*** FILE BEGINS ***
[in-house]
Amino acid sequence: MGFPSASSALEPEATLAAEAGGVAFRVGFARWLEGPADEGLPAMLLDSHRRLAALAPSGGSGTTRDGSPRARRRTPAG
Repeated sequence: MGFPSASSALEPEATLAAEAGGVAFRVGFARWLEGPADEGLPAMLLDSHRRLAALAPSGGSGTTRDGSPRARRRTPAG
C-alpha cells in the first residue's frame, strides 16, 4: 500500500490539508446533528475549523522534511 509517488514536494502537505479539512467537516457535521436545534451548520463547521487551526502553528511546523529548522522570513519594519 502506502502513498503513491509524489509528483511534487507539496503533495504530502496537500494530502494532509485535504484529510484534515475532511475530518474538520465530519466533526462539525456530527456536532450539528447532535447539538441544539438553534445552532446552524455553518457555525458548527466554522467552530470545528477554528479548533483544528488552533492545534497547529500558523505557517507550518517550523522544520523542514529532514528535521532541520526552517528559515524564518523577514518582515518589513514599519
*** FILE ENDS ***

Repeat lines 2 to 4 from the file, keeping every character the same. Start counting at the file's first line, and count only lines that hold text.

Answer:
Amino acid sequence: MGFPSASSALEPEATLAAEAGGVAFRVGFARWLEGPADEGLPAMLLDSHRRLAALAPSGGSGTTRDGSPRARRRTPAG
Repeated sequence: MGFPSASSALEPEATLAAEAGGVAFRVGFARWLEGPADEGLPAMLLDSHRRLAALAPSGGSGTTRDGSPRARRRTPAG
C-alpha cells in the first residue's frame, strides 16, 4: 500500500490539508446533528475549523522534511 509517488514536494502537505479539512467537516457535521436545534451548520463547521487551526502553528511546523529548522522570513519594519 502506502502513498503513491509524489509528483511534487507539496503533495504530502496537500494530502494532509485535504484529510484534515475532511475530518474538520465530519466533526462539525456530527456536532450539528447532535447539538441544539438553534445552532446552524455553518457555525458548527466554522467552530470545528477554528479548533483544528488552533492545534497547529500558523505557517507550518517550523522544520523542514529532514528535521532541520526552517528559515524564518523577514518582515518589513514599519